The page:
When it comes to converting your pension into income upon retirement, one straightforward and commonly chosen option is an annuity.
Previously, it was mandatory to purchase an annuity before turning 75. However, now individuals have the freedom to explore other options, such as a pension scheme.
You have the choice to buy an annuity using the lump sum from your pension scheme, whether you decide to take the full amount or only a portion.
It’s crucial to consider this decision as you approach the release of your pension. Although your pension provider may offer you an annuity, you are not obligated to accept it. There are multiple providers competing in the open market.
An annuity is an agreement between an insurance company and a member of a pension scheme. In exchange for a lump sum, the insurance company provides a yearly income.
The income from an annuity is guaranteed for the duration of your life. The amount you receive regularly is based on various factors, including the insurer’s estimate of your life expectancy, current annuity rates, and your initial payment.
The benefits and drawbacks of an annuity depend on the specific type of annuity chosen and your individual circumstances. While there are some common advantages and disadvantages, not all of them may be relevant to your situation. We can help you navigate these considerations and make an informed decision.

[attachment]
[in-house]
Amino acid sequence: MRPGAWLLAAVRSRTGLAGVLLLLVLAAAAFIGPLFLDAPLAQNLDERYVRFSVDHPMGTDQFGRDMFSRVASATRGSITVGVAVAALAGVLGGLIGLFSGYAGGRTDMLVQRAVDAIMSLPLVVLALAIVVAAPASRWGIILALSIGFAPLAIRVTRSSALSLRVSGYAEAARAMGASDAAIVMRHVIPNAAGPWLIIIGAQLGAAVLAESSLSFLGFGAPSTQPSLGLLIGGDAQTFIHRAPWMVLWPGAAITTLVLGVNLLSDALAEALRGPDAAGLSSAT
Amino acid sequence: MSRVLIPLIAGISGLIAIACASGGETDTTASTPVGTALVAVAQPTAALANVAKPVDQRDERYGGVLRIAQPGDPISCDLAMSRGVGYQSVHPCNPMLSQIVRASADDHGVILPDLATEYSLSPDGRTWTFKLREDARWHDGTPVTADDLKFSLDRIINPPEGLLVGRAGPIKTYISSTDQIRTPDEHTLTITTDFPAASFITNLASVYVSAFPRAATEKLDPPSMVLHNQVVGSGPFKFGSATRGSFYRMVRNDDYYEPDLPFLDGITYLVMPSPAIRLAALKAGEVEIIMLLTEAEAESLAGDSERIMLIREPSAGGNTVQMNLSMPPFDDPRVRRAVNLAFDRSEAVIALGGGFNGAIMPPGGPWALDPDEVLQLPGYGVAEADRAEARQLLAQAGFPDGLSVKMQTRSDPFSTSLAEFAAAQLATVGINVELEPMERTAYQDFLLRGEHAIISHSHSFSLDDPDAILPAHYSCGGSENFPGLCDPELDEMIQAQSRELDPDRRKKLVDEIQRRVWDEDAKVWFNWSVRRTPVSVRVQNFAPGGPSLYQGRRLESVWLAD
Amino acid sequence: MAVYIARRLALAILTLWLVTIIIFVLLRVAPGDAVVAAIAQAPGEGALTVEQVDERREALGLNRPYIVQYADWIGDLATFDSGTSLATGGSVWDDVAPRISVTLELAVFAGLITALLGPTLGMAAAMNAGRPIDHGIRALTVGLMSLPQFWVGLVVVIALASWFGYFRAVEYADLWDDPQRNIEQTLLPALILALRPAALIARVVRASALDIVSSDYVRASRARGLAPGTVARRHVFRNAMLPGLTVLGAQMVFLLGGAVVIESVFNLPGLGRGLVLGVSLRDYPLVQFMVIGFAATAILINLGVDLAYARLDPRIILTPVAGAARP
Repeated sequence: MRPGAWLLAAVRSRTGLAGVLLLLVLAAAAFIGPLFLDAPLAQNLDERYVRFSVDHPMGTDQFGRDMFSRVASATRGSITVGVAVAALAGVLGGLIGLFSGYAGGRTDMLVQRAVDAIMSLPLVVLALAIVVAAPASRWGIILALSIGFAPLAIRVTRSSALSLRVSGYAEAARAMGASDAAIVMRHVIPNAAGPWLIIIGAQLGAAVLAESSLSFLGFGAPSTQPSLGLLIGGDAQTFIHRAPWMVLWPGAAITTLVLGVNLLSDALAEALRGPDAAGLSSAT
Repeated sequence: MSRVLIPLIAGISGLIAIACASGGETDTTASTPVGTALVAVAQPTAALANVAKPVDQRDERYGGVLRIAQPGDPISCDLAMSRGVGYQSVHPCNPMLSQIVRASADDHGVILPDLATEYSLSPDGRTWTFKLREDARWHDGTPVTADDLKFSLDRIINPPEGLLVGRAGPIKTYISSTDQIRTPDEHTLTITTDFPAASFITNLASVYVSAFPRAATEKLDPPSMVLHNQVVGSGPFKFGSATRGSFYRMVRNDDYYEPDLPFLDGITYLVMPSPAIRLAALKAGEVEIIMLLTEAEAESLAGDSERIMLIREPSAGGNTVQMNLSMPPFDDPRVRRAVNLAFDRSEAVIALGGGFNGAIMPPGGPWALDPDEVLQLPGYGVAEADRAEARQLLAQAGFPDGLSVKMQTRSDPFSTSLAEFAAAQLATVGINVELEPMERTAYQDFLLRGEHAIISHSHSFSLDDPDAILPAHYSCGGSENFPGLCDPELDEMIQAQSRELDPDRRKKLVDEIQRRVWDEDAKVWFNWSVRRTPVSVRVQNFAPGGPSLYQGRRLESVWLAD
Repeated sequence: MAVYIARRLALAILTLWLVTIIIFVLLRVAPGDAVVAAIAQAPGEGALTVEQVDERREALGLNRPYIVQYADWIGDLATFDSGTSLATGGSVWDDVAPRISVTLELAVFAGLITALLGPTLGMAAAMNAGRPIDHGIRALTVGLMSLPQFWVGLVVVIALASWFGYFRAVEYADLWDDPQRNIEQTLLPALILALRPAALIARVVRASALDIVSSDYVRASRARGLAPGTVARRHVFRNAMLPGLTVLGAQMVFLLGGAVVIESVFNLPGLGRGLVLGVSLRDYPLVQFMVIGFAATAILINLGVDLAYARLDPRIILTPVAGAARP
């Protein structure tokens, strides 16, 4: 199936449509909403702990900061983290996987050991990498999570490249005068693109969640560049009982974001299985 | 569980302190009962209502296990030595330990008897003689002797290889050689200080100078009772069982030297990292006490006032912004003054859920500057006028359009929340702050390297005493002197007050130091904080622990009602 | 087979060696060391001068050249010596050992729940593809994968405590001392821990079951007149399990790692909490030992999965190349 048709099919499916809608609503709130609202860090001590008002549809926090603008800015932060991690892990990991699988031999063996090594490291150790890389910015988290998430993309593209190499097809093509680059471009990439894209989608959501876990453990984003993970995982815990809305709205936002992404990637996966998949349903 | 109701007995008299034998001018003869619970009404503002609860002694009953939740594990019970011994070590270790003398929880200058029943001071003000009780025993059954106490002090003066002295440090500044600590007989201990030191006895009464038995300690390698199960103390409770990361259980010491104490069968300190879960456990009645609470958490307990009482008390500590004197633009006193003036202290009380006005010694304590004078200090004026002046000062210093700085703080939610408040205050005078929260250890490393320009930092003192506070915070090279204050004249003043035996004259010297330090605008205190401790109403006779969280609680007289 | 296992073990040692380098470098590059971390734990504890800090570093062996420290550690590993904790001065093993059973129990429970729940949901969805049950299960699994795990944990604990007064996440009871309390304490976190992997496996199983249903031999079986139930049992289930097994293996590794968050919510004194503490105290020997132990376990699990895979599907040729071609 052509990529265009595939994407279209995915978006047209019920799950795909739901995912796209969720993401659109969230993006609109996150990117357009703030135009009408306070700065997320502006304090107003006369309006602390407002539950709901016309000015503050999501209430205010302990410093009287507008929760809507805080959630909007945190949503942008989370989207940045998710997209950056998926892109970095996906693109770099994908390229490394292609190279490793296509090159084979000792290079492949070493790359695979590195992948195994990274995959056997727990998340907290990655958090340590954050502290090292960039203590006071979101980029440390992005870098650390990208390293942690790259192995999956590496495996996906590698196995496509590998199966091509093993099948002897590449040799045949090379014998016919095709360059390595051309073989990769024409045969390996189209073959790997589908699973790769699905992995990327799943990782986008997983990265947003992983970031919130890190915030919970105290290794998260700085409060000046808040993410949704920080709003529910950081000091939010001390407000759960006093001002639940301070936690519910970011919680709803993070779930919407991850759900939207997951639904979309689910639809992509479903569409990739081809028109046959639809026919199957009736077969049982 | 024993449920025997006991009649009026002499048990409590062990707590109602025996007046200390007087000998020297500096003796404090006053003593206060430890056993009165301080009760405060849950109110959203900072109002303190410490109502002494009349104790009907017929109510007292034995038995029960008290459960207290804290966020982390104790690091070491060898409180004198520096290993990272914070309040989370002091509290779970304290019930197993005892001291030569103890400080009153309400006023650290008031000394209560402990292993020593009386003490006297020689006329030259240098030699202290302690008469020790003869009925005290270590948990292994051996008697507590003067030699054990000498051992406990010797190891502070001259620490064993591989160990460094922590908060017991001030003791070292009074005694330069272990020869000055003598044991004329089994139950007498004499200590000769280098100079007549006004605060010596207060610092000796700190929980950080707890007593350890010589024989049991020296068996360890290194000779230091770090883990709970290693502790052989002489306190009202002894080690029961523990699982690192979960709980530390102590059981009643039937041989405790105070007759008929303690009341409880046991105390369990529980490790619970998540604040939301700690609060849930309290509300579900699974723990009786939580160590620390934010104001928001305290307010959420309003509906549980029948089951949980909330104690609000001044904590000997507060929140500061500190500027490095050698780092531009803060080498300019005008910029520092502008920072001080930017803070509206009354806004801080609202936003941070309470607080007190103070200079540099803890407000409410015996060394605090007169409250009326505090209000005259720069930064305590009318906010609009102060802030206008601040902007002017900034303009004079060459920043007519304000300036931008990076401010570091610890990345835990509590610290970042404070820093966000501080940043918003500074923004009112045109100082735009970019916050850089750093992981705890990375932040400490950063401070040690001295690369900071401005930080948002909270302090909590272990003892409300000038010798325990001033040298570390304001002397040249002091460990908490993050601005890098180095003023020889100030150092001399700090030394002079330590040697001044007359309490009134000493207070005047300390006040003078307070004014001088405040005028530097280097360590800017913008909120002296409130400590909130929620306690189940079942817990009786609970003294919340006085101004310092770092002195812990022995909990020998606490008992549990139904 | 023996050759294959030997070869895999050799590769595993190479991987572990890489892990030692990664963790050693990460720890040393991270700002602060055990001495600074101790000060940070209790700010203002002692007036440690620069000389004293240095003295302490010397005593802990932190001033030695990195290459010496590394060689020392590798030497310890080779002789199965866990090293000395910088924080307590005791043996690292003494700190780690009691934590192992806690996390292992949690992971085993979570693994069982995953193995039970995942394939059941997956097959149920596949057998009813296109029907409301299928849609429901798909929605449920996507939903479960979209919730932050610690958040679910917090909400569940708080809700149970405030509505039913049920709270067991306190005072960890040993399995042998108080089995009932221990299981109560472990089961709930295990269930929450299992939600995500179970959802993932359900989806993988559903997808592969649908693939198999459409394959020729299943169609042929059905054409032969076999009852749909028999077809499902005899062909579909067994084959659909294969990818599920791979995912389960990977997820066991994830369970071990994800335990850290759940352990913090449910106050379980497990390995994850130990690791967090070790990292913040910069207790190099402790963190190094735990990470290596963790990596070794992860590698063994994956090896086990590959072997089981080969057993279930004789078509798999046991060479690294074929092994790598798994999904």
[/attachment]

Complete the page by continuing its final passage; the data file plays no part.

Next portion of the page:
Pros and Cons of annuities
• A wide range of annuities are available, in order to suit your needs, including joint life annuities;
• A regular income for as long as you live, in addition to your state pension or any other pension scheme;
• Income paid at intervals to suit your needs.
• Most annuities are relatively inflexible, meaning you are tied the to the policy for the duration of your retirement;
• Annuity rates are based on expected life span, which can be affected by factors outside of your control, such as your postcode – a higher life expectancy means a lower annuity (annuities can no longer be affected by your gender, as of 2012);
• Annuity rates are affected by the economy, which can reduce the amount that you receive from your pension depending on when you buy it;
• Unless you have selected a spouse pension or guarantee, your annuity payments cease on death, no matter how much or little of your annuity you were paid.
Choosing the right annuity requires careful consideration due to the various policies, rates, restrictions, and benefits involved.
As independent financial advisers in Scotland, we can assist you in navigating this complex landscape and find the optimal solution that suits your needs.
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